On the surface, these are rocky days for Mayor Bill de Blasio, whose infant tenure has endured impasse in Albany, speeding police escorts, and poll numbers that have rapidly diminished.
But in fits and starts, Mr. de Blasio has steadily found ways to impose his uncompromising liberalism onto New York, exploiting the powers of his office to further an agenda that allies say is far more consequential than day-to-day squabbles and scandals.
Stymied by Gov. Andrew M. Cuomo and state lawmakers on his tax-the-rich plan, Mr. de Blasio used a compliant City Council to enact a bill expanding the ability of workers to take paid days off when they or a family member falls ill. He signed the bill into law on Thursday with the flick of a commemorative pen — no approval from Albany required.
Keenly aware of his leverage over the city’s real estate industry, Mr. de Blasio has extracted concessions on affordable housing and workers’ wages from major developers accustomed to V.I.P. treatment from his predecessor, Michael R. Bloomberg, who preferred hand-holding, not arm-twisting.
And the mayor has moved aggressively to settle longstanding lawsuits over racial inequities in the Fire and Police Departments that Mr. Bloomberg had vigorously fought.
Now, Mr. de Blasio is set to unveil his next unilateral steps: At his order, the city’s legal team will abandon its efforts, begun under Mr. Bloomberg, to block two pieces of legislation that guarantee higher pay for workers on development projects where the city provides large subsidies or is a major tenant.
The city will drop its challenge to one, the so-called living wage law, on Friday. Later, officials said, the administration plans to quit fighting against the “prevailing wage” law — even though the Bloomberg administration had, so far, been successful in blocking it in court.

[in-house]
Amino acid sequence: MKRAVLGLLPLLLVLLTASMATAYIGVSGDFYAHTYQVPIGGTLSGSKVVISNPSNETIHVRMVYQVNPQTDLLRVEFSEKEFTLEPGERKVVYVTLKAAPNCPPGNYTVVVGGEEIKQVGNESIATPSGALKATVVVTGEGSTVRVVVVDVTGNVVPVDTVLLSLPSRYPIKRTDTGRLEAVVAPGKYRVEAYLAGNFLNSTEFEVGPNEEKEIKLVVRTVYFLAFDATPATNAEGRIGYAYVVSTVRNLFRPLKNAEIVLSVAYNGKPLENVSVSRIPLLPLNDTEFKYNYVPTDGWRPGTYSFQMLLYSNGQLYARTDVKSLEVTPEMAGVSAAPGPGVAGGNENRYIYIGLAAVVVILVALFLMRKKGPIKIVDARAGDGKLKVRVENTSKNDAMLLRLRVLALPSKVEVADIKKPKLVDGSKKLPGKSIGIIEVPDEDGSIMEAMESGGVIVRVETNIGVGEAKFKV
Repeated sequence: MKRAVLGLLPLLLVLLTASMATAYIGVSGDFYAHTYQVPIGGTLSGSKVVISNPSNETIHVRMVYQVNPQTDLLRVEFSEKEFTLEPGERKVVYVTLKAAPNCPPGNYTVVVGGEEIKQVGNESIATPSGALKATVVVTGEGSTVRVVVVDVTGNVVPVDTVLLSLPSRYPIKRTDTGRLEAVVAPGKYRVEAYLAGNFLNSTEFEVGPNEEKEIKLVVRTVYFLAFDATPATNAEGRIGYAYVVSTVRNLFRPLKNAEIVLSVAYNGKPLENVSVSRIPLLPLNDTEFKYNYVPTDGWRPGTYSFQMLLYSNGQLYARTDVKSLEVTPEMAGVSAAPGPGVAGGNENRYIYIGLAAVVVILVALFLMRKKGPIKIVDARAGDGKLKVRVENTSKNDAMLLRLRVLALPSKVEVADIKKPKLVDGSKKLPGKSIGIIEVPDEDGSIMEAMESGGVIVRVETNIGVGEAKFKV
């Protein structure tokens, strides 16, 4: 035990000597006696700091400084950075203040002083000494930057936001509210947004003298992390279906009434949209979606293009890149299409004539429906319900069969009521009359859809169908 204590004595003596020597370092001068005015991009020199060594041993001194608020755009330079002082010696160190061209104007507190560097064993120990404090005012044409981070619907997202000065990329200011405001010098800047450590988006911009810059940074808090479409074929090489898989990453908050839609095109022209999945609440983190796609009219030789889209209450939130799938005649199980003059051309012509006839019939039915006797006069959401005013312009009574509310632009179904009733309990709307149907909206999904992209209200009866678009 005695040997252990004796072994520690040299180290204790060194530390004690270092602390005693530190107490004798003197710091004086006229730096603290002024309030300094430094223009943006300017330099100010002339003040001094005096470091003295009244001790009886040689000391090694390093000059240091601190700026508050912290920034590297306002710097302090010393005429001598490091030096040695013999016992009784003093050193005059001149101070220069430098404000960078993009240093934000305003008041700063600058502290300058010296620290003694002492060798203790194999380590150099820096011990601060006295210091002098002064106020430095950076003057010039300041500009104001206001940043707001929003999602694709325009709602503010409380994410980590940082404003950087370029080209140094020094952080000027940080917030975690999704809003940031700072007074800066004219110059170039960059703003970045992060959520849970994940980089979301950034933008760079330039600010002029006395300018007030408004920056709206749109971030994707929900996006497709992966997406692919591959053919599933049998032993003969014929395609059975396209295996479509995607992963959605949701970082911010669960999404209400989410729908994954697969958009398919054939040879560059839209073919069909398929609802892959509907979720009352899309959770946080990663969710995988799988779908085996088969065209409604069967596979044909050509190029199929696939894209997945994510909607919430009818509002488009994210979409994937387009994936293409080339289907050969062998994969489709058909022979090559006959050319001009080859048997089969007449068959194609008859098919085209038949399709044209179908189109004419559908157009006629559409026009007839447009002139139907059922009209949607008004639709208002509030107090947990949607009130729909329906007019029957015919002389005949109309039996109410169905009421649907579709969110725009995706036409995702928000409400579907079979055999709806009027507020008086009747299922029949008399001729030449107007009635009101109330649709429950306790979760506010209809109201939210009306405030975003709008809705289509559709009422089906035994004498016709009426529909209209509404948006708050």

The very lawyers who once voiced Mr. Bloomberg’s objections to the measures are now arguing in their favor.
“There is a mandate to change policy,” said Zachary W. Carter, the mayor’s corporation counsel, in an interview, adding, “We take our direction from the client.”
That client is now Mr. de Blasio.
In flexing the powers of his office, Mr. de Blasio has displayed a tactical agility and aggressive style that he has struggled at times to project publicly.
Significant positions in his government, like buildings commissioner, remain unfilled, and the mayor’s unforced errors, such as calling police officials about the arrest of a political supporter, have prompted concern about his readiness for the job.
Aides and allies of the mayor insist that New Yorkers, who in a recent poll gave Mr. de Blasio a mediocre approval rating of 45 percent, will ultimately focus on his efforts to raise wages and make the city more affordable.
“If you pull the camera back, the mayor’s wins are adding up,” said Bill Lipton, the state director for the Working Families Party, whose yearslong effort to enact sick-leave legislation culminated in Mr. de Blasio’s signature on Thursday.
“People will see that Bill has delivered on his campaign promise and has actually made a difference in the lives of working people,” Mr. Lipton said.
Still, Mr. de Blasio’s team is painfully aware of its early missteps, particularly the virtually guaranteed defeat in Albany of his plan to raise taxes on the wealthy to pay for prekindergarten and after-school classes.
Eager to reframe his administration as fulfilling campaign promises, not fumbling them, the mayor’s team began talks in the past few days with Related, one of the city’s most politically powerful developers, about including more affordable apartments at its giant Hudson Yards project on the Far West Side, which is receiving major tax breaks.
It is highly unusual to renegotiate a development project already approved by the city, and it was virtually unthinkable in the Bloomberg era. But officials at Related, who are embarking on a long-term relationship with the new mayor, agreed to increase the number of affordable units.
Even more strikingly, the developer agreed to give up a long-fought-for exemption from paying higher wages to some building workers at Hudson Yards.
It was a sign that, poor poll numbers aside, Mr. de Blasio is unequivocally the new boss in town — and that the business community is facing a stark reality: Where government money touches something, it comes with liberal strings attached.
The liberal grass roots, meanwhile, had their own symbolic moment on Thursday, when activists joined Mr. de Blasio in South Williamsburg to celebrate his signing of the sick-leave bill.
“We have prevailed at last,” Mr. de Blasio said, a broad smile on his face, as his remarks were frequently drowned out by applause.
When the mayor sat to sign the bill, he picked up the first of several pens and looked out at the crowd watching.